Iran, the protests, and a changing tide

By January 16, 2020

Iran (MNN) – Protests in Iran are different in the wake of the Ukrainian jetliner strike.

They seem to be fueled by something more. A Reuters report noted the rage, fueled by Iran’s initial denial of the accidental missile strike. Now, protestors direct their anger at Ali Khamenei, their Supreme leader. Moreover, the crowd began shouting, ‘Our enemy is here,’ even as they demanded that Khamenei step down.

It’s an interesting time for Iran, observes Samuel of Redemptive Stories, a ministry to the Middle East and North Africa. “I think that this is a new tipping point that might begin to push towards a new wave of revolution in that country.” As someone who lives and works in the Middle East, he considers himself a student of the culture.

Saving face

A mural in the holy city of Qom depicts Ayatollah Khomeini, leader of the 1979 Iranian Revolution, on the left and Ali Khamenei, the current Supreme Leader of Iran, on the right. (Photo/Caption courtesy of David Stanley via Flicker https://flic.kr/p/ez3Q3N)

He believes the threat of war between the U.S. and Iran appeared to be nothing more than saber-rattling.  In the wake of a U.S. strike that took out Iran’s top military leader, Iran’s threats increased tensions significantly. As the U.S. responded by putting its military on high alert, Iran retaliated.  However, Samuel says, “The strikes that happened on U-S bases in Iraq smack of Iran just wanting to save face. They just wanted to return their honor after they were attacked.”

As the dust settled and everyone backed down from the war of words, Iran shot down a Ukrainian plane, killing all aboard. Although officials were forced to admit the incident was an accident, the people’s response went a different direction.

Instead of supporting the government, “The protests that are taking place right now are just a response to the shame that the people feel about what has happened to these international individuals that were shot down.”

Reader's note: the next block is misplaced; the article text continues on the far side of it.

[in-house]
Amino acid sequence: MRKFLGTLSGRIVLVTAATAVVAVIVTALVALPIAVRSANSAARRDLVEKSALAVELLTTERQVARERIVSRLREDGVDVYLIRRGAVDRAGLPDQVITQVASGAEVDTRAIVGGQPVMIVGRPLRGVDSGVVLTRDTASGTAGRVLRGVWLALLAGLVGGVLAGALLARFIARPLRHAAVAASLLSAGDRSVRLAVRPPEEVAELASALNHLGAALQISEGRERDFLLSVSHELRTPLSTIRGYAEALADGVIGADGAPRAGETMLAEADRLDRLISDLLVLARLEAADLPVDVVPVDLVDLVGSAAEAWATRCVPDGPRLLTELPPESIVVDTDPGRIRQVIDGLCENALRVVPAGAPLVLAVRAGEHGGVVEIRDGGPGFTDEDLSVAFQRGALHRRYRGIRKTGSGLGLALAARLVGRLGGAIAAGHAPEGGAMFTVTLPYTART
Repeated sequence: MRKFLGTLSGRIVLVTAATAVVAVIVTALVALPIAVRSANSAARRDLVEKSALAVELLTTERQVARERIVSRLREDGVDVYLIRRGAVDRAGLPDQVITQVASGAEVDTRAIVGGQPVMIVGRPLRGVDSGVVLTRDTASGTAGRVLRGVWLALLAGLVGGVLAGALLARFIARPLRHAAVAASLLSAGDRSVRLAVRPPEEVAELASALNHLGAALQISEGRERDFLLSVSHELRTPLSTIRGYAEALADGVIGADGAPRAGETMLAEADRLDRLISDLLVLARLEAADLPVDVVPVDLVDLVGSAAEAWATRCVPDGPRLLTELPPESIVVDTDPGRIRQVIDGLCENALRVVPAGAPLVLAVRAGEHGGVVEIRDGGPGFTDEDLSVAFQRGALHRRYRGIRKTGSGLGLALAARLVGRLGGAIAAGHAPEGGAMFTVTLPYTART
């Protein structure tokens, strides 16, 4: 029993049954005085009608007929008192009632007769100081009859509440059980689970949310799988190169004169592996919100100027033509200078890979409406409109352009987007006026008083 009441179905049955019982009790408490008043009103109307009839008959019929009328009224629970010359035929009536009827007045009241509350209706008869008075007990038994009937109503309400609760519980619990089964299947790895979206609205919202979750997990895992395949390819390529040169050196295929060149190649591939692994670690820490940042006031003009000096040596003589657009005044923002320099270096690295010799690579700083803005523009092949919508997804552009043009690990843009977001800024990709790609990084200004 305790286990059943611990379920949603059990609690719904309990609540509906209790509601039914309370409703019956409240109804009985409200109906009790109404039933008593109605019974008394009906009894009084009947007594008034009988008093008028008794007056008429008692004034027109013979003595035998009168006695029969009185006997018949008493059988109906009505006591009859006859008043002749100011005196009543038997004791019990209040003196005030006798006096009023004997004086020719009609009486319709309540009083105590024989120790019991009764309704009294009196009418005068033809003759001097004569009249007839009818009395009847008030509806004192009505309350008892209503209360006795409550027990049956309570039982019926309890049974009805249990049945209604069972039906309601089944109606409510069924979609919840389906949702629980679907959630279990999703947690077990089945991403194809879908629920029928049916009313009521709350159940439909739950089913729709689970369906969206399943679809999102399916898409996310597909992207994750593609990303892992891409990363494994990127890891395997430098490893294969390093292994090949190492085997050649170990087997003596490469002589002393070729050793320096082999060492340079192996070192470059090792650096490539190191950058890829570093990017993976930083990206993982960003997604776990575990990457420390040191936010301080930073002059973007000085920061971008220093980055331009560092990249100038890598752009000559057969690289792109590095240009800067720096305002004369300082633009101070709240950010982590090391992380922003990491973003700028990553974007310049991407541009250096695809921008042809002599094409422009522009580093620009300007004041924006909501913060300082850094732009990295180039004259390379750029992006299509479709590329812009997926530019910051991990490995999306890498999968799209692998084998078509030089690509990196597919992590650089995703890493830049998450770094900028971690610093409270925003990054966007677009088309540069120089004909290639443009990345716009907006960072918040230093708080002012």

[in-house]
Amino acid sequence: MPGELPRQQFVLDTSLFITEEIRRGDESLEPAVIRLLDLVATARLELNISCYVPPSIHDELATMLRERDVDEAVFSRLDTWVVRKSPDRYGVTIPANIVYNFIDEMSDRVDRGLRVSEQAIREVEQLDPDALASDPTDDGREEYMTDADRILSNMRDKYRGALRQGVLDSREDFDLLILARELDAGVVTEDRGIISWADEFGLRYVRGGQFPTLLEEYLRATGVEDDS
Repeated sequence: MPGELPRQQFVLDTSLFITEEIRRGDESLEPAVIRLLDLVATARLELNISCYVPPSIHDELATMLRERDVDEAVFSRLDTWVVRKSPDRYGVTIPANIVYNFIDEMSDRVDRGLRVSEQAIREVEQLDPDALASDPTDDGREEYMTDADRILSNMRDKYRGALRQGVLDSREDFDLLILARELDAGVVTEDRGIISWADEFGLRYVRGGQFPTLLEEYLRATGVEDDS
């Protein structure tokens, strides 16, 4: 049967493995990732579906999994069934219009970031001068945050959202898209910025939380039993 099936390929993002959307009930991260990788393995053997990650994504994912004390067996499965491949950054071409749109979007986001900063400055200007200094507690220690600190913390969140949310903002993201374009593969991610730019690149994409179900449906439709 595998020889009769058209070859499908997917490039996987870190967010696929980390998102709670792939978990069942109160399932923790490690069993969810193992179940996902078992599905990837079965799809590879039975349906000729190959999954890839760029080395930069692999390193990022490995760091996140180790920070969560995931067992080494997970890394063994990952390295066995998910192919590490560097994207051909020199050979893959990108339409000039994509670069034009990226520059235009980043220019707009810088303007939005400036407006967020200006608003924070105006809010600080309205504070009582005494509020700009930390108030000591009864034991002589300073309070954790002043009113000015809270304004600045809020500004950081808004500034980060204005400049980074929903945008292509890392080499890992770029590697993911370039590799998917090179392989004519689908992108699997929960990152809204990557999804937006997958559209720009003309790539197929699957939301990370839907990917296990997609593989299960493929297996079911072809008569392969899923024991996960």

Behind the protests in Iran

Riot police soon engaged with protestors. Teargas clouds hovered over the masses, but when police miscalculated and shot demonstrators, the mood turned dangerous. “I think you’re absolutely seeing that people are now beginning to open their eyes to see.  The Middle East, in general, has a long history of paying protesters to  create crowds.”

As unruly as the crowds are, will their fury result in Khamenei acceding to their demand? Samuel believes that highly unlikely. Again, especially due to the honor/shame culture, leader seem backed into a corner. “The situation there is a unique one where you have a religious leader at the top. Because of that, I don’t see that ever occurring (to see him step down) without real revolution; there might be in-fighting again.”

Looking for someone to blame

(Screenshot of Prayercast | Iran)

However, it becomes a dangerous time for minorities in Iran, Samuel says. “They’re going to blame some small faction or and Christians will certainly be part of that.  They will use this as an impetus to round them up and persecute them.”

Why would the government of Iran view Christians as a threat? “The Church is growing like wildfire there. So they will use this as an opportunity to persecute the Church, and they will use some scapegoat to deflect the dishonor to them.”

Observing the situation, Samuel says what the body of Christ needs now is fervent prayer on their behalf. “Don’t look at them as the ‘other,’ but look at them as particularly believing brothers and sisters,” he explains, urging that we pray for their perseverance. “Pray for opportunities for the Church to stand out, to rise up, and to boldly proclaim the Message in the midst of all of this struggle.”

 

 

(Headline photo courtesy 8thirty8)

Leave a Reply